Heather Buchan is the BLM RC reporting Literacy Advocate for 2017-2018. Any questions or inquiries may be directed to her at: buchanh@southbutler.net

The Every Student Succeeds Act (ESSA):
Pennsylvania’s Proposed Consolidated State Plan
September 2017 Update

Review the Consolidated State Plan (PDF)
PowerPoint Guide to the Plan (PDF)
Webinar Guide to the Plan (YouTube)

What does ESSA mean for Pennsylvania?
New flexibility for:
• Identifying fairer, more valid ways to measure school performance
• Determining how to best support schools identified as needing improvement
• Accelerating important reforms already underway
• Moving state education policy away from a strict focus on compliance, and toward the establishment of rigorous expectations for all students

Plan is aligned to Pa’s Education Vision
Underscores the importance of:
• Investments in education funding
• Comprehensive measures of school success
• High-quality early childhood education
• Investment in great teachers and leaders
• Growth in STEM innovation and capacity
• Expansion of pathways to postsecondary success
• Support for Community Schools

Section 1: Long-term Goals
Academic proficiency goal: Cut in half the percentage of non-proficient students on PSSAs and Keystone Exams by 2030
• Applies to all students and each subgroup
Graduation rate goal: Cut in half the percentage of students who fail to graduate
• Applies to all students and subgroups
• Seeks to use greater of four-year and five-year cohort rate
English Learner proficiency goal: Growth in scale score toward attainment of English proficiency as measured by ACCESS for ELLs assessment

Section 2: Consultation and Performance Management
• Ensure diversity of perspectives from education stakeholders (parents and families, educators, legislators, community leaders, education advocates, researchers, experts, and others)
• Specify the system for collection and approval of consolidated LEA plans
• Describe the Department’s protocol to monitor LEA compliance with ESSA requirements

Section 3: Academic Assessments
• PDE will reduce the testing time for PSSAs in both English language arts and Mathematics, effective spring 2018
• As ESSA requires states to develop additional assessment for these students, PDE is not currently pursuing exception to eliminate double testing for 8th grade math assessment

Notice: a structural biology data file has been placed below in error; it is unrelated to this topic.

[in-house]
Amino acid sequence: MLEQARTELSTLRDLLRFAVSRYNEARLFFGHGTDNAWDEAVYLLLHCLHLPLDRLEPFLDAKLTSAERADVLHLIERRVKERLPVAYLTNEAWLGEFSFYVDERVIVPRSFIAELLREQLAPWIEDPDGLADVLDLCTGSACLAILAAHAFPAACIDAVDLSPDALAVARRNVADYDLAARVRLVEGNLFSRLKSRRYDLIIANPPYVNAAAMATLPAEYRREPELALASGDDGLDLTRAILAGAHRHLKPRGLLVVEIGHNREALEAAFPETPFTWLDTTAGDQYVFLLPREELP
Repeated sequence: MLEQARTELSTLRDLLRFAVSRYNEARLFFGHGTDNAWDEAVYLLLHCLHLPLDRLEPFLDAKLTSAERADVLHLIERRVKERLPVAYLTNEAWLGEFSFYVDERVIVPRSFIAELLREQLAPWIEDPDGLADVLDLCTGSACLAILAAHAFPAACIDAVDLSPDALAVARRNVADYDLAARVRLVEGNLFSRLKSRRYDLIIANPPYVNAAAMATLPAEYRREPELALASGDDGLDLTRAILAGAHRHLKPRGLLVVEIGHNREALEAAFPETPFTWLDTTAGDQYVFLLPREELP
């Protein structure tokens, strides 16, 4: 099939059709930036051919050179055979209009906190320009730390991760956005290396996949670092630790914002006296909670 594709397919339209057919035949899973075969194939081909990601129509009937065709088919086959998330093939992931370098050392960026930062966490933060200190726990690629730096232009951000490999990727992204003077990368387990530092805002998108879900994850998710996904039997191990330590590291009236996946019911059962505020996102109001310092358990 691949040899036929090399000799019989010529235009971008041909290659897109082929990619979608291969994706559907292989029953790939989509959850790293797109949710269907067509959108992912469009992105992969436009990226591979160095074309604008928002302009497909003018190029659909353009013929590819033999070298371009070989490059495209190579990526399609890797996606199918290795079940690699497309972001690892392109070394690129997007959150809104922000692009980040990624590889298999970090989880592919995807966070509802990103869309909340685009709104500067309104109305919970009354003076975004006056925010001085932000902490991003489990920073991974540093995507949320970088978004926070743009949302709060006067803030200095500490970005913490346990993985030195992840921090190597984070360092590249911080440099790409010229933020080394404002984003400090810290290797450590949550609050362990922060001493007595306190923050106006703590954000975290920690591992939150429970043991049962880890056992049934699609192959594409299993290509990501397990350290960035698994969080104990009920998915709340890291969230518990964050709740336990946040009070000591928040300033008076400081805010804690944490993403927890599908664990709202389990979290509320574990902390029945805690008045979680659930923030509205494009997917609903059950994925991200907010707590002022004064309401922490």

• PA will continue to provide side-by-side assessment materials in Spanish
Section 4: Accountability, Support and Improvement
• Ensure fair, transparent, and appropriate accountability determinations
• Shift focus from prescription to appropriate flexibility and support
• Align state and federal reporting

Four indicators mandated by the statute:
• Proficiency: Percentage Proficient/Advanced in English language arts and Mathematics on state assessments
• Academic Progress: Growth calculations derived from PVAAS,* which measures whether students gain, maintain, or decline in academic performance
• Graduation Rate: Percentage of students who earn a high school diploma in four (or five) or fewer years
• English Learner proficiency: Growth in scale score toward attainment of English proficiency as measured by ACCESS for ELLs assessment

Additional school quality and student success indicators chosen by Pennsylvania:
• Career readiness benchmark: Percentage of students who demonstrate engagement in career exploration and preparation, with individualized career plans through specific measures by grades 5, 8, and 11
• Chronic absenteeism: Percentage of students who have missed more than 10 percent of school days in the academic year; or approximately 18 days in a 180-day school year

Section 5: Supporting Excellent Educators
• Reaffirm commitment to educational equity provisions in ESEA
• Focus attention on: o PA’s educator workforce pipeline including concerns about teacher shortages
• Supports for PA’s existing teacher preparation programs